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Mechanically Excellent: 1975 Porsche 911S Targa

Nothing screams sportscar like the iconic Porsche 911. Being in continuous production since 1964, the 911 has been delivered in many variations, trim levels, and an ever-increasing amount performance and road manners. Through all of the technological changes, government regulations, and a forever fickle consuming public, the 911 has remained true to its sporting roots. Found here, is a 1975 example that has undergone significant repair, replacement, and improvement; this is one to check out closely. It is located in Santa Cruz, California and is available here on eBay for a BIN price of  $25,250.

The 911S nomenclature and the Targa body style were first introduced in 1966 and the Targa design allows for full-width roof panel removal, somewhat mimicking a convertible. I say somewhat because I once owned a convertible model car and then traded it for a Toyota Supra with a Targa top. It is similar to a convertible but not the same experience and certainly not as convenient. In the case of the 911, the stainless steel “rollbar” featured so prominently does offer an extra layer of protection in the event of some over-zealous, wheels-up hooning. This version of the “S” was in production from 1974 until 1977

Upon initial review, two things may catch your attention. First is the ugly front bumper and the even uglier black rubber rear pontoons. The U.S. mandated Federal bumper standards from ’73 (front) and ’74 (rear) were a pariah for every car manufacturer and some more than others. And sports cars? Fuggedaboutit, recall the poor MGB, designers and engineers had to do what they had to do. The second notable item with this 911 is its finish. It’s red and it’s doing what sun-exposed red does, it fades. It’s not terrible and is actually still presentable, but it is showing the rigors of 45 years and 145K miles. In the wrong climate, this vintage 911 is renowned for its rusting capability but that does not appear to be the case here. And of course, a California lifestyle may have been of help too. Other than the fading, there are some notable paint chips and a damaged rear “Porsche” reflector but there is no sign of serious corrosion or crash damage. Even the various components of black rubber trim still show well.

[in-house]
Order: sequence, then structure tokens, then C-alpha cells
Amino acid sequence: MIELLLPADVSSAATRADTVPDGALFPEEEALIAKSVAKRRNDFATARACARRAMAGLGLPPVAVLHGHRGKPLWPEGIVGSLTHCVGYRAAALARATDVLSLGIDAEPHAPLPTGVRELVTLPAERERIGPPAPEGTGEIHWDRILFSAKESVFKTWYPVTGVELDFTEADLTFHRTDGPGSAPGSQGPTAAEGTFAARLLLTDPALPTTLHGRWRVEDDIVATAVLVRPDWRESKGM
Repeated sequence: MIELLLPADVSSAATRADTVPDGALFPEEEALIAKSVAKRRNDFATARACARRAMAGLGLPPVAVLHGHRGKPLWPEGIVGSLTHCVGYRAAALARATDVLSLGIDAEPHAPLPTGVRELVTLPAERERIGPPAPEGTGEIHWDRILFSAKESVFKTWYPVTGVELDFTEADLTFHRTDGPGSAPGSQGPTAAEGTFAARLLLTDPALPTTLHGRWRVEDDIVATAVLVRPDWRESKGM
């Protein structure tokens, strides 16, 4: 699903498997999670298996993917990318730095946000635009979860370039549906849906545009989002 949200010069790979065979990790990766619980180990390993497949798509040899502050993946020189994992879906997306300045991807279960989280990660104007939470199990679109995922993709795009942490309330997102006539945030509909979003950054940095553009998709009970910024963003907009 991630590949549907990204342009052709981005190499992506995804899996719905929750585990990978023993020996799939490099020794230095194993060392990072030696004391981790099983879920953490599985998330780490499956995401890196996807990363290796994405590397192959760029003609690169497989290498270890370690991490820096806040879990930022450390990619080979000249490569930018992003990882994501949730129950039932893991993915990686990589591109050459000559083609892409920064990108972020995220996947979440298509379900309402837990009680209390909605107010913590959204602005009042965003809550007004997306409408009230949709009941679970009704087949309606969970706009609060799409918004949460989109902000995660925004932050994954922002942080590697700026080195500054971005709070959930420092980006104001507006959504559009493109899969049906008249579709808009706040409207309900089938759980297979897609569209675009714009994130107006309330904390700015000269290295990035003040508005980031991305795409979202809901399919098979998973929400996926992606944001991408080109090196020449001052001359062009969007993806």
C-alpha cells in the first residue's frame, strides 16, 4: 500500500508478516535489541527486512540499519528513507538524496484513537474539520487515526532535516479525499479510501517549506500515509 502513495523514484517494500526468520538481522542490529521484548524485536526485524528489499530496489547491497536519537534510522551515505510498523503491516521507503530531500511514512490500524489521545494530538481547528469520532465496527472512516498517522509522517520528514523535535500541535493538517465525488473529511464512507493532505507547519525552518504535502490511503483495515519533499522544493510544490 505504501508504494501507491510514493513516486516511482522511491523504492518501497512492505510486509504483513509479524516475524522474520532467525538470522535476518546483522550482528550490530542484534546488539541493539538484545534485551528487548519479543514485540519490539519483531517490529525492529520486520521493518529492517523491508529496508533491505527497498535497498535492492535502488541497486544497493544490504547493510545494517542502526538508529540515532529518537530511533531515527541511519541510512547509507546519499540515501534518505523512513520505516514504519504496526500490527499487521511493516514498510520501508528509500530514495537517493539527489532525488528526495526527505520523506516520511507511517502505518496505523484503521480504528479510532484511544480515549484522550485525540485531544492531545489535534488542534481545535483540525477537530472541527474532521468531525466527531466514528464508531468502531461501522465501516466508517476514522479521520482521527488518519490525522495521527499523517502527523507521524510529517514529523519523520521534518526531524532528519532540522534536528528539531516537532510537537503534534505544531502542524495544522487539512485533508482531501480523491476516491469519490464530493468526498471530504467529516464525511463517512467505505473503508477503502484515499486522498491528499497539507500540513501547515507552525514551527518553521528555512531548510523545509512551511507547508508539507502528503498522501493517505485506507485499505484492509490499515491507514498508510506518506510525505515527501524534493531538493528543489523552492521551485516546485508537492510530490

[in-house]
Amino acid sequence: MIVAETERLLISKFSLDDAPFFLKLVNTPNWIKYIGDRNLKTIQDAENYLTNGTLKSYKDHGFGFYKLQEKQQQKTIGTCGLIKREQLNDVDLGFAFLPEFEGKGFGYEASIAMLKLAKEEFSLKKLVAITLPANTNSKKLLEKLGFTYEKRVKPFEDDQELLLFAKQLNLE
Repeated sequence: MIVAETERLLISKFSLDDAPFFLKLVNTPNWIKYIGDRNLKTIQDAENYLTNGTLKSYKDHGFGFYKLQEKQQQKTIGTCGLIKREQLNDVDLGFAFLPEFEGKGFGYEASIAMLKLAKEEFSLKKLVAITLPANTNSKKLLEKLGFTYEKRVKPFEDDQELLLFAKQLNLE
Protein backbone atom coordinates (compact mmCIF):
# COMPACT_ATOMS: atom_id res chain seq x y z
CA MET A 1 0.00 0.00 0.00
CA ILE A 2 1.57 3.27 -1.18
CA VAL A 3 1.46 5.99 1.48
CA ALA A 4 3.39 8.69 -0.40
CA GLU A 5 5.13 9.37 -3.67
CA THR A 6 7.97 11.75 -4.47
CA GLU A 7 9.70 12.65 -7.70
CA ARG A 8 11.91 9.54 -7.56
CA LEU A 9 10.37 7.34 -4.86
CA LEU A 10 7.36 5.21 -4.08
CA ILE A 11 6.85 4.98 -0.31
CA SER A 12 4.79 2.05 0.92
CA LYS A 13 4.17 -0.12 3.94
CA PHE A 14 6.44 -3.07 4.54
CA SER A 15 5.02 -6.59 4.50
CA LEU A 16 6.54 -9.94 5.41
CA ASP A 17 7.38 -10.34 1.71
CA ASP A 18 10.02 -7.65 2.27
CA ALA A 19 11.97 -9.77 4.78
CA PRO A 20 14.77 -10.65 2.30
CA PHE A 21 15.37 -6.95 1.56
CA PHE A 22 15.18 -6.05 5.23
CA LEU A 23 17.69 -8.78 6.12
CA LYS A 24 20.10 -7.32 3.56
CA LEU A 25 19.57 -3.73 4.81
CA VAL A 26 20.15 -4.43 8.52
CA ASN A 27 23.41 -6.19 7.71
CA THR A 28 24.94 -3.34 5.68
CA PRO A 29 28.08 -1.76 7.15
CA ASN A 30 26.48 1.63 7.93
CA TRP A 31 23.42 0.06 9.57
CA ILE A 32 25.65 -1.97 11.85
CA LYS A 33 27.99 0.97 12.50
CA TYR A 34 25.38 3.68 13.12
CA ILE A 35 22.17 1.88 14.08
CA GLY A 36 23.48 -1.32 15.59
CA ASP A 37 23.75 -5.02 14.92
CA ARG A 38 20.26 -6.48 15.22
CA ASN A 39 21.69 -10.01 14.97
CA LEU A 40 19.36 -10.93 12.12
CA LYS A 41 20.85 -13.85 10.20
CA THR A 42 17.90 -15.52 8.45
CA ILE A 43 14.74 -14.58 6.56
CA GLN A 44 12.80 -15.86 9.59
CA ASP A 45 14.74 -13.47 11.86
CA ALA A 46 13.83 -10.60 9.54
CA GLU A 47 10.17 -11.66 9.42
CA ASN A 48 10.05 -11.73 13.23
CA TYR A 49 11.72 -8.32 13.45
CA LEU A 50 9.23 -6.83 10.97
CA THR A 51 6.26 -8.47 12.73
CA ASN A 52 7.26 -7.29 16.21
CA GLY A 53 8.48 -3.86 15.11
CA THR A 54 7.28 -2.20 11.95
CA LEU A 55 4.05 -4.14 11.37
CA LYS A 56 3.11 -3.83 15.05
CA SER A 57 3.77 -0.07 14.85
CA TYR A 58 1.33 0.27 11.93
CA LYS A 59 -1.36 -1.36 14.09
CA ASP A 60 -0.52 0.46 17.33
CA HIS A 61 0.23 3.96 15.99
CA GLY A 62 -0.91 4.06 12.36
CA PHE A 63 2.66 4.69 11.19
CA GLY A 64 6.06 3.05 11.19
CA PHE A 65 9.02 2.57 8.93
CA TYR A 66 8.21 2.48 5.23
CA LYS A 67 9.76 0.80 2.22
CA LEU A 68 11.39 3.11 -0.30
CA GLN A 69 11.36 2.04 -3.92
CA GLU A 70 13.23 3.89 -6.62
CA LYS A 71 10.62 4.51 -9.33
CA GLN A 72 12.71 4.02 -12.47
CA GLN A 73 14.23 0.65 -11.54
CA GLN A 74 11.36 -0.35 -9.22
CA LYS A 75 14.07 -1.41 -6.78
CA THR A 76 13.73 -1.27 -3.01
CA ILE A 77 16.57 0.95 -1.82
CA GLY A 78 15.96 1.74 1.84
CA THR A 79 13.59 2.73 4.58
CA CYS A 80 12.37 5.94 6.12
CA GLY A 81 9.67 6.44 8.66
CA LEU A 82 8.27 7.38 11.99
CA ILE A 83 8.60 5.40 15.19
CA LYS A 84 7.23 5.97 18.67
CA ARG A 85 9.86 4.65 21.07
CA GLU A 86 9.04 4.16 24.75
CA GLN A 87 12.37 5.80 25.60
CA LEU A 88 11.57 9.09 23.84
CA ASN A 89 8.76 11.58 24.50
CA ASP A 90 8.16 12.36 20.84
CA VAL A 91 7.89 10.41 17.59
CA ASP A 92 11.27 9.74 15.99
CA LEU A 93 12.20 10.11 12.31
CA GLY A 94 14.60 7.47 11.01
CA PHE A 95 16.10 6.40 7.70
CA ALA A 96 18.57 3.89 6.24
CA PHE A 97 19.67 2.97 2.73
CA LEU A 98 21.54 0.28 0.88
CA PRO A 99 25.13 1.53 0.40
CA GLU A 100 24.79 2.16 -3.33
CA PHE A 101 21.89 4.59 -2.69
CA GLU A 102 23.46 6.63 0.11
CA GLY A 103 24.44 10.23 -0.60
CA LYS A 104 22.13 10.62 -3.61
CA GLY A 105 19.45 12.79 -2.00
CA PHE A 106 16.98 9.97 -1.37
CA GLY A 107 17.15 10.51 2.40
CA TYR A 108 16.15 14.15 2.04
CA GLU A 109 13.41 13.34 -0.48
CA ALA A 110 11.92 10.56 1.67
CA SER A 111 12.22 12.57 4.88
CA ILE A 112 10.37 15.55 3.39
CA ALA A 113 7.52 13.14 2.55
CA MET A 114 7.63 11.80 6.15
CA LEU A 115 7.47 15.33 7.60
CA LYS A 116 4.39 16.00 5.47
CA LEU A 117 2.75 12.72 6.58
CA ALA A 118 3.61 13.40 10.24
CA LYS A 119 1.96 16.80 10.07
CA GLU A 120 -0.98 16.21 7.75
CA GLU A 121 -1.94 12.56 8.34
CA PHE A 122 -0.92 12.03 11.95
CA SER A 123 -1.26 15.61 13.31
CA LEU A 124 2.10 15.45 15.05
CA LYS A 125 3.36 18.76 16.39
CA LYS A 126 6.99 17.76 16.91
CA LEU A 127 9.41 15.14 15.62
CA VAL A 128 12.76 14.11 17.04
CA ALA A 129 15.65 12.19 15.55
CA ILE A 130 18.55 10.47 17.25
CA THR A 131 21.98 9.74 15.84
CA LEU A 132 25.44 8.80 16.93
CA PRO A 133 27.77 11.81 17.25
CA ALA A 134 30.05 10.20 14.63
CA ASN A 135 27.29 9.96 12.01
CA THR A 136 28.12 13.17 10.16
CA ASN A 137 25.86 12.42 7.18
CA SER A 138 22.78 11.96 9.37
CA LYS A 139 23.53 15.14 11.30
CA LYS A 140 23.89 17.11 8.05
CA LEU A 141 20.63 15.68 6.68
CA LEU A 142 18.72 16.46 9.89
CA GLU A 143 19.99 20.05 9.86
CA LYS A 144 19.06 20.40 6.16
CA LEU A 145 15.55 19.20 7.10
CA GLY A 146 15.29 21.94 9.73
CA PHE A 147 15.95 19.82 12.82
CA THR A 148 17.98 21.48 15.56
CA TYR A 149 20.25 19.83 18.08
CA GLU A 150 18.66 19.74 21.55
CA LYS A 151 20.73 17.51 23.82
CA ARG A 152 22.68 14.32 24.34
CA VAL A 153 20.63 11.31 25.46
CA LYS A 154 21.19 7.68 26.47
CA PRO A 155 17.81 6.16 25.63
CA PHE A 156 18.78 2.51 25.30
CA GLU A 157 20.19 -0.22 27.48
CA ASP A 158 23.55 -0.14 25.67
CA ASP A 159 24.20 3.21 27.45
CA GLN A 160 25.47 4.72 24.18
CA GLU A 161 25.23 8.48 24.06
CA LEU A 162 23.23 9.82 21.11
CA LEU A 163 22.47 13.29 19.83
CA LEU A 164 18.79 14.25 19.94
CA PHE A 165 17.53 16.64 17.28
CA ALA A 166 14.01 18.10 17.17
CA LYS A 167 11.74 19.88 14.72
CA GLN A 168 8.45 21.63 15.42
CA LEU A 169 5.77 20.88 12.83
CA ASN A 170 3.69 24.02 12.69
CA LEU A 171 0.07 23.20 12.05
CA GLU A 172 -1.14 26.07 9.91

Under the boot, the 152 HP,  2.7 liter, flat-six cylinder engine has been completely rebuilt and the seller documents the services that were performed – it’s extensive. And driving through a five-speed manual transaxle, which has been rebuilt,  the seller claims, “Best driving 911S Targa I have ever driven.” The mechanical rebuilding did not stop with the engine as there have been additional improvements/replacements made to the brakes, suspension, CV joints, fuel tank/pump, and much more. The seller sums up this Porsche as being, “mechanically excellent”.

The interior is listed as being in “acceptable” condition but it shows a lot better than just acceptable. The door cards seating upholstery, carpet, dash, instrument panel, and steering wheel look as if they require nothing. The same case with the rear torture-chamber jump seat, nothing is amiss back there either. The comment regarding the interior, along with the exhaustive list of mechanical improvements would indicate a discriminating seller, one who has taken interest in proper care and maintenance – a good sign.

While a Porsche 911 can be considered an “intensive” and expensive car to own, this example does appear to have had the heavy-lifting performed. And the finish is really of no immediate concern, this car can be driven and enjoyed as opposed to worried over. And if those big ole bumpers are a deal-breaker, perhaps pre ’73 versions can be substituted, though I would ask our knowledgeable base of Porsche enthusiasts to comment on that possibility.  If you look around on certain auto websites, you can get an entire array of asking prices for a ’75 911S but the kicker, in this case, is the amount of mechanical investment that has been bestowed upon this car. When considering that item, in comparison to the prices for similar sale candidates, this 911 seems like a pretty sound buy. It would be good to hear from current or former ’70s 911 owners, what are/were your impressions, highs/lows, would you make a positive ownership recommendation?


  1. Avatar photo bobhess Member

    The ’74s had narrower rear bumper guards. They are a bolt on but leaves a couple of extra holes to contend with. Can’t believe this car handles at all with the incorrect length gas shocks that it appears to have. Probably a good car that just needs to be re-Porscheized.

    Like 2
  2. Avatar photo Tom c

    We restored one of these in the shop in early 2000’s for a retiring linesman, he had bought a sailboat in Hawaii to live on and the 911 was going to be his daily. Not a bad retirement .

    Like 0
  3. Avatar photo Showbiz

    Nice Targa !, first thing I would do is a simple lowering down torsion bars to Euro specs with a four wheel alignment and loose the Dacar Ralley look,will handle a lot better and the stance would make the look as a Porsche should be.

    Like 3
  4. Avatar photo David Miraglia

    911 always desirable, the super super Beetle.

    Like 0

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